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Forza Garage: Thursday Roundup 7/21

Alex Kierstein
Thursday, July 21, 2011

Forza Garage Logo 

It’s that time—Thursday’s here, so you’re one day closer to your weekend, and that means we’re due for another Forza Garage Thursday Car Reveal Roundup. In case you missed our announcements this week on Facebook and Twitter, here is the most recent crop of Forza Garage residents.


  • 1971 AMC Javelin AMX
  • 1973 Pontiac Firebird Trans Am SD455
  • 2011 Ford Ka
  • 2009 SEAT Ibiza Cupra
  • 2004 Volkswagen Beetle
  • 2004 Chrysler PT Cruiser GT
  • 1998 Eagle Talon TSi Turbo
  • 1998 Volkswagen GTI VR6 Mk3


This week we set a goal for page likes on our official Forza Motorsport Facebook page, and the Forza community stepped up to beat it within a few minutes of posting. To say thanks, we’re now showing off three cars a day, and we’re working on another goal for you all to work towards so we can continue to tell you about even more of the cars that will be in Forza 4. There are a lot, so expect things to ramp up as we get closer to launch.


Bet you’re wondering what we’re going to tell you about today. Well, you’re in for a treat, as the community team has picked a couple of feature cars that are brand new to the Forza franchise to share with you. Both of these cars have significant followings, and you’ve been clamoring for at least one of them for a long time. Let’s start with a pumped-up hatchback that brought the immortal “Type R” badge to the Civic for the first time: the 1997 Civic Type R.


1997 Civic Type R 


The “championship white” paint. The five-lug wheels. The red Honda badges. The stance and the sound. The Type R theme is often imitated, but the original limited-production Type R can’t be duplicated. It’s not merely an appearance package, either: few similarly-sized hatchbacks can keep up with the Type R’s B16B motor. The B16B carries on a Honda tradition by making an astonishing 182 horsepower naturally, through careful porting of the head and increased compression, done by hand by specially chosen Honda craftsmen to achieve superior quality and power output. The interior is stripped of unnecessary material to bring the EK hatch down to fighting trim, and the chassis is specially seam-welded for greater rigidity. Honda specialists also threw every trick in the book at the EK9’s already phenomenal full-double-wishbone suspension, almost entirely eliminating understeer for perfect balance, making it nearly as fast as an Integra Type R on most road courses. That’s not really surprising, as Honda applied much of the knowledge gained in creating the Integra Type R to the Civic, bolting up such goodies as a helical limited slip differential for superior traction. The only way to truly appreciate the transformation the simple Civic went through to gain the coveted Type R badge is to hop behind the wheel and unleash it in any of Forza 4’s tracks—but the twistier, the better. Whether you appreciate the EK9 Type R in its original factory-modified form, or unleash all of your tuning and painting skills on it to transform it into the ultimate expression of your Honda fantasy, is completely up to you.


From continents and oceans away comes a very different animal. Conceived at the European branch of an American automaker and constructed in Britain and Germany, this international project became a rally sensation and a fantastic roadcar. Allow the Ford Escort RS Cosworth to four-wheel drift into the Forza Garage.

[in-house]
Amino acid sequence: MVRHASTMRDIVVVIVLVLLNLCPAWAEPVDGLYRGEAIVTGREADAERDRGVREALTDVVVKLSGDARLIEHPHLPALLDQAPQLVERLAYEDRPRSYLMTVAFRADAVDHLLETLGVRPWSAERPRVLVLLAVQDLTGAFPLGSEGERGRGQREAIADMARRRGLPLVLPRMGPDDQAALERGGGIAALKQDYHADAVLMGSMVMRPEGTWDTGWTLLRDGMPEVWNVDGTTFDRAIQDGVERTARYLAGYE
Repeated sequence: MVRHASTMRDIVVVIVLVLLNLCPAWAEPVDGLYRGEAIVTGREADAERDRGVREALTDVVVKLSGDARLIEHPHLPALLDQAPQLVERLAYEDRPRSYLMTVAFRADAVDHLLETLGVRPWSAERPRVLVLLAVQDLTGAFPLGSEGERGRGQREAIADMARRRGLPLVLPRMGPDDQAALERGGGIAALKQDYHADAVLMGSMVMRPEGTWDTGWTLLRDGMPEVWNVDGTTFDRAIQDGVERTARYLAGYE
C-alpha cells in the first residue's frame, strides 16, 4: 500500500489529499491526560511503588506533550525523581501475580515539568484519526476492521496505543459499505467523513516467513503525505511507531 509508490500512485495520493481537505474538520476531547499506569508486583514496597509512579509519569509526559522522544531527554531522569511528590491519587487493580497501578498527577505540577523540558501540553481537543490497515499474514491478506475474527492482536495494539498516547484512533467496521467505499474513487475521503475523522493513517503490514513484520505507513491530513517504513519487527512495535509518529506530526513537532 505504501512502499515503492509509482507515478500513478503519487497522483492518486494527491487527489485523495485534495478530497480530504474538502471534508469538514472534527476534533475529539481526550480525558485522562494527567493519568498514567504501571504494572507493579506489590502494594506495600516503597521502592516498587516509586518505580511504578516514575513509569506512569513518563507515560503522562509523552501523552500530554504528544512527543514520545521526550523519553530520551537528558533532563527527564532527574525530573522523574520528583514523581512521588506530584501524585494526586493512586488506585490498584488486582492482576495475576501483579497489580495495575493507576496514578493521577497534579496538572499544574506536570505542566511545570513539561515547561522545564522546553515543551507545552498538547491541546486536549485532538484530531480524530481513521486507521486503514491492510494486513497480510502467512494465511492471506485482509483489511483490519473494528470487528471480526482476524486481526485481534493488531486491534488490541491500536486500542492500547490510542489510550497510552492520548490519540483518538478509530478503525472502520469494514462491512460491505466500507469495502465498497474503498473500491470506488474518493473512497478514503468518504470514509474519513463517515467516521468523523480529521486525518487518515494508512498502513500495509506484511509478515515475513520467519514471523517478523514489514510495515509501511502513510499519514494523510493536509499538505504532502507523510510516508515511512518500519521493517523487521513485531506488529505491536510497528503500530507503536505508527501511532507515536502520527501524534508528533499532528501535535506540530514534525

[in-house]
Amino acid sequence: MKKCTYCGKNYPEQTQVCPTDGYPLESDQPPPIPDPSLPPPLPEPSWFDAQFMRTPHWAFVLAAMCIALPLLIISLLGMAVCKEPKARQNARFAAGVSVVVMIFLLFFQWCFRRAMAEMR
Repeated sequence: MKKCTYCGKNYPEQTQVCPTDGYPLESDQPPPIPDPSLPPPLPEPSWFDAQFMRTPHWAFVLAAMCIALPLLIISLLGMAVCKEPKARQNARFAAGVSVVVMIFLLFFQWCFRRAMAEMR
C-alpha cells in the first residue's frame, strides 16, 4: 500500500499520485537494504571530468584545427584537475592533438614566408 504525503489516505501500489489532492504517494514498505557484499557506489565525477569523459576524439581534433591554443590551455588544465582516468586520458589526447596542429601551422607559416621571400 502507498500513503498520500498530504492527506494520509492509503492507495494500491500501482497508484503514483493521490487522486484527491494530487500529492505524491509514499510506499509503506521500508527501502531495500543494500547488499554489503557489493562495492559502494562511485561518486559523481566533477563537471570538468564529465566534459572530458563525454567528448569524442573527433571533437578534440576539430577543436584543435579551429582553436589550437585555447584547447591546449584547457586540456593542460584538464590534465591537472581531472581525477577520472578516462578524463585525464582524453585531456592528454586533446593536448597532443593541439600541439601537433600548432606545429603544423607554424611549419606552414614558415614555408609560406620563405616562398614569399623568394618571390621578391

1992 Ford Escort RS Cosworth 


The Escort RS Cosworth is a wolf in sheep’s clothing. And that’s not just in reference to its unique combination of a pedestrian name and undeniable rally pedigree—under the skin, it’s not an Escort at all. The chassis is really a revision of its predecessor, the Ford Sierra RS Cosworth (that’s a good thing, as the Sierra is a fantastic performer in its own right, and its mechanicals were seriously upgraded for Escort RS Cosworth duties). It wasn’t even really built by Ford; Cosworth handled engine development and assembly, and Karmann (famous for their coachbuilt Volkswagen specials) made the bodywork and put the whole shebang together in Germany. This may all sound cobbled together, but rest assured that the result was anything but. All-wheel drive and a powerful motor (sporting a massive turbo pulled off of the nusto Ford RS200) gives the “Cossie” performance almost as aggressive as its looks, distinguished by a huge “whale-tail” spoiler and more gills than a school of sharks. All that grip and grunt was worthy of a competition rally car, which it nearly was—the purpose of the road-legal Escort RS Cosworth was to homologate the Group A racer, which racked up eight victories over a storied career. Victory is sure to follow wherever the Cossie goes in-game, as its poise and balance (let alone the traction provided by the AWD system, or the thrust provided by the boosted motor) make it a complete joy to drive hard. It’s no wonder the Cossie has achieved legendary status the world over.


As always, we’re looking forward to telling you about more cars each weekday on Forza’s Facebook and Twitter pages, so make sure you’re following us so you can be the first to hear. But before we go, let’s mention some other cars that are returning to Forza 4. Our SUV fans should appreciate one of the cars below!


  • 2009 Jeep Grand Cherokee SRT8
  • 1997 Lamborghini Diablo SV
  • 2003 Hyundai Tuscani Elisa


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